REVIEWS

By: Honey

REVIEW OF SAFETY QUILLING FRINGER

I am excited to share this post with you today!  I’ve been meaning to have it up for a few weeks, but if you are a regular reader you may have noticed that I haven’t been posting quite as much as usual.  It’s been a busy past few months around here!

A couple months ago I was contacted by Jonathan Mayne, a producer of unique quilling products in Australia.   I had seen his website and products online before, but had never had the chance to purchase any of them myself, and I didn’t sell them when I owned my quilling supply shop either.  Jonathan kindly offered to send me one of his new safety quilling fringers and some cool papers to make fringed flowers, to review for the blog.   That was a no brainer, I was so excited and said yes!

My experience with using a quilling fringer is limited to the standard all metal fringer.  I received it as a tool sample when I had my quilling shop, but I found it difficult to use, so I didn’t sell them and I never bothered using it again.  I thought it was cool, but too much of a bother.

I received my Safety Quilling Fringer in the mail about a week later (so quick!) and I was impressed by the nice packaging, the nice design, and the cool papers.  My daughters were equally as eager to try it out.  Luckily we had a project to do that we could use a bunch of flowers for, so it was the perfect timing to fully test it out!  We fully read the instructions (which come with a nice story of the history as well).

BASICS:

Overall I found this tool easy and enjoyable to use!  In this section I’ll cover the basics of how to use it.

I am embarrassed to say this, but at first I was not sure whether to insert the paper strip from the left or from the right where the blade is.  It had been a few years since I’ve used my other little fringer.  Luckily I soon realized that you insert the paper from the LEFT, not by the blade.  See the photo below for how to insert your paper strip.  I found that the end of the paper strips needs to be perfectly flat, no wrinkles, in order to insert properly.  If the end of the paper sticks up a tiny bit, make sure it is straightened, or even curved downward a little, instead.  If it is curved up even a tiny bit, it will catch on the little rollers and parts to hold the paper down, instead of sliding smoothly under them.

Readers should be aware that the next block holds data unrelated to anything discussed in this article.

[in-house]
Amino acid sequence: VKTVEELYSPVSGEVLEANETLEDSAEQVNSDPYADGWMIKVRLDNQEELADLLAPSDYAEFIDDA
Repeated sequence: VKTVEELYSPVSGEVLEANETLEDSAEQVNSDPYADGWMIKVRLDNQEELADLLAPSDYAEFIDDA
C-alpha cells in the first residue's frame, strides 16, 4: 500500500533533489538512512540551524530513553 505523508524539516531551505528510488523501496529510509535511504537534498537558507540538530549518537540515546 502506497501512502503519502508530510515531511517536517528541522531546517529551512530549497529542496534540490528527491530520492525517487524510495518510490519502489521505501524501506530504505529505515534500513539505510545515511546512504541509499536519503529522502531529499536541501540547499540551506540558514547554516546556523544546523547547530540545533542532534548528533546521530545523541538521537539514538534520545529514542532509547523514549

the cool things about this safety quilling fringer is that it is so easily adjusted!  It comes with a hex tool that you keep clipped underneath the fringer.  There are two places to adjust.  In the left photo below is the adjustment for how deep your cut is.  If you are using 1/4″ width paper you will not want it to cut as much as if you were using 3/4″ width paper!  In the right photo below is the adjustment for how wide you want your cuts to be.  If you want them to be very close together, or further apart.

In this photo below I adjusted the width of the cuts in the middle of cutting a piece so you can see the difference.  I prefer the wide cuts, as with the narrow cuts it takes a much longer time to finish fringing one strip!  It can be a cool effect if you want the narrow ones, though.

But you don’t want your cuts to be TOO deep or you will just chop up your strip into little bits like you can see in this photo below!  It can take a few tries to get the settings you need for the width of paper you are using, but then once you get it, you don’t have to change it unless you start using a different width of paper.

KIDS:

This fringer was easy for my 8 year old to use.  After I showed her how to use it, she was able to insert the paper, fringe it, roll it, and make her flowers!  Here is a picture of her using the fringer:

Here are some of Svara’s flowers:

My 3 year old was also super excited to give it a try:

She had more difficulty, though, in pressing the blade down all the way.  When she fringes, it ends up looking like

So if you are letting your young child give it a try, make sure you check to see whether they are fully pressing down the handle each time

COMPARED TO STANDARD FRINGER:

This safety quilling fringer is in a class of its own when compared to a standard fringer!  As you can see in this photo, the safety fringer is much larger, and easier to handle.

The most important difference is the SAFETY of these!  I won’t let my children touch the original fringer.  Just look at that sharp blade waiting for an accident, eeks!! But with the safety fringer kids (and adults!) can easily and safely make fringed flowers.  yay!

Another major difference is that the original fringer cannot easily do very wide paper.  I wanted to compare how both fringers handled a 1/4″ width paper, so I fringed a piece with each one and made it into a flower.  The one made with the safety quilling fringer is on the left and the regular fringer is on the right. The safety fringer made more even fringes, and I was able to easily adjust the depth of the fringe to how I wanted it.  Therefore it cut a bit deeper and made an overall nicer looking flower!  With the regular fringer the fringes weren’t quite as deep, so it was a lot more stiff in the middle and harder to spread out.  I think you can use paper that is a bit wider than 1/4″ in the regular fringer, but you have to get out a screwdriver and adjust some of those things on top.  It’s not very convenient, though.  And you can not fringe a paper that is 1/2″ to 3/4″ wide with it. (some brands can, but the one I have cannot unless I just have no idea how to adjust it properly, which is quite possible!)

IDEAS AND TIPS:

One of the ideas given in the instructions is to cut the edge of the fringed paper at an angle (after fringing!) to make petals that are tapered/different lengths.  I did that and then glued a 1/8″ wide strip to the end to be the center of the flower.